Can an illegal alien be entitled to half of her 401k and all her assests in a divorce? 13 Answers as of April 04, 2011

My friend is married to a resident but not a "citizen." Can he still be entitled to half of her 401k and all her assets in a divorce?

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Goodman, Dicus, and Teinert, LLP
Goodman, Dicus, and Teinert, LLP | Paul M. Teinert
Marital property rights are not treated any differently based on citizenship. Thus, your friend's spouse would still be entitled to his community property share at the dissolution of the marriage.
Answer Applies to: California
Replied: 4/4/2011
Reeves Law Firm, P.C.
Reeves Law Firm, P.C. | Roy L. Reeves
Citizenship and marital property rights are two different things and they are unrelated. So, the short answer is yes. Your friend's property rights are not affected by his immigration status. I do not know how long they were married, when was the property acquired, is it community separate. These are factors in determining if he gets "half" of her assets. Please look at other postings I have put here regarding division of marital assets/community property etc. and if you have other questions, please feel free to ask.
Answer Applies to: Texas
Replied: 3/25/2011
Cody and Gonillo, LLP
Cody and Gonillo, LLP | Christine Gonilla
I do not see why the court would be precluded from entering an equitable distribution of the assets.
Answer Applies to: Connecticut
Replied: 3/25/2011
Law Office of Martin Blank
Law Office of Martin Blank | Martin E. Blank
Distribution of assets in a divorce are not determined by citizenship.
Answer Applies to: Michigan
Replied: 3/24/2011
Warner Center Law Offices of Donald F. Conviser
Warner Center Law Offices of Donald F. Conviser | Donald F. Conviser
When dividing community property, the divorce court treats illegal aliens the sameway thatit treats citizens and legal residence. The parties are entitled to a 50/50 division of their community property. A QDRO will have to be entered and ordered to divide the 401K, unless the husband stipulates otherwise.
Answer Applies to: California
Replied: 3/24/2011
    Michael Apicella
    Michael Apicella | Apicella Law and Mediation
    Citizenship would not create a waiver of her community property rights.
    Answer Applies to: California
    Replied: 3/24/2011
    Law Office of L. Paul Zahn
    Law Office of L. Paul Zahn | Paul Zahn
    A person's resident status has nothing to do with their property rights in a divorce. They are entitled to 50% of the community interest in every item of property. If you are looking for an attorney to assist you, please contact me for a free consultation.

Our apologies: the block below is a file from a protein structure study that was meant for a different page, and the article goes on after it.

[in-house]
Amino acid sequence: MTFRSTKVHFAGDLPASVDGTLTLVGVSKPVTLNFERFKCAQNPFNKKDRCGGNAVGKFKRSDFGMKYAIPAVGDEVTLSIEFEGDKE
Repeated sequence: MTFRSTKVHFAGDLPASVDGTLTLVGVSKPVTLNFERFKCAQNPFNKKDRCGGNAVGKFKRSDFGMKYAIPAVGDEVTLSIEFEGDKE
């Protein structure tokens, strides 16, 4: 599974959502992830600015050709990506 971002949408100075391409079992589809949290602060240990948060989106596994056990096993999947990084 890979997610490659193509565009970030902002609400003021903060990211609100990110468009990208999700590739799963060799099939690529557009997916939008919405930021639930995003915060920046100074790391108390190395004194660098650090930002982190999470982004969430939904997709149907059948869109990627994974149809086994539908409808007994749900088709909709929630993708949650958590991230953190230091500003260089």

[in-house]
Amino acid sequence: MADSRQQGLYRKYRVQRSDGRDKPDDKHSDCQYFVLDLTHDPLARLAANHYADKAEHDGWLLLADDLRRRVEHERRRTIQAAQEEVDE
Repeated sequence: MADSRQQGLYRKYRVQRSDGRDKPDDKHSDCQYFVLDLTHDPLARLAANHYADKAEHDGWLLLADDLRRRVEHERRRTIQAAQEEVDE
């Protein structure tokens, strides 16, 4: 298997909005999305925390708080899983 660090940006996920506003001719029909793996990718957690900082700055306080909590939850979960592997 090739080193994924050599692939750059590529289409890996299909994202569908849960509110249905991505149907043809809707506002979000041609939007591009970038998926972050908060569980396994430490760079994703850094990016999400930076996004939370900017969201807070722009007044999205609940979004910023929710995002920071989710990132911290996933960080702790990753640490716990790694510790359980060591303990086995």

Answer Applies to: California
    Replied: 3/24/2011
    Masson & Fatini, LLP
    Masson & Fatini, LLP | Richard E. Masson
    The short answer is, Yes! Even though the person is not a citizen the court still can exercise jurisdiction over them and the community property. Moreover, per the Family Code the Court MUST divide all the assets of the community equally. Thus, there is no reason your friend would not be entitled to her one-half community share in her 401(k) and all the other community assets.
    Answer Applies to: California
    Replied: 3/24/2011
    Fox Law Firm LLC
    Fox Law Firm LLC | Tina Fox
    IL isn't a 50/50 state. Irregardless to someone illegitimate status, a person may not be entitled to 50% of the other spouses 401k. I encourage the spouse to contact our office for a 30 minute consultation to discuss the specific situation of their marriage.
    Answer Applies to: Illinois
    Replied: 3/24/2011
    The Law Office of David J. Reed, LLC
    The Law Office of David J. Reed, LLC | David J. Reed
    Yes. Just because you are illegal doesn't mean that you don't have rights. The divorce courts rarely get involved in citizenship battles, if you were legally married in the US you have all the divorce rights available.
    Answer Applies to: Nebraska
    Replied: 3/24/2011
    Goldberg Jones
    Goldberg Jones | Zephyr Hill
    Yes. Her status likely does not change the laws of community property. If the money was earned after the date of marriage and before the date of separation it is probably have hers.
    Answer Applies to: California
    Replied: 3/24/2011
    Glenn E. Tanner
    Glenn E. Tanner | Glenn E. Tanner
    In my experience the Court is not too concerned about the legal immigrant status of the parties in a divorce when it comes to issues of property and debt division. What each party is entitled to would be more dependent on the nature of the property (separate or community), the finanical future of the parties, the length of marriage, the health of the parties, etc.
    Answer Applies to: Washington
    Replied: 3/24/2011
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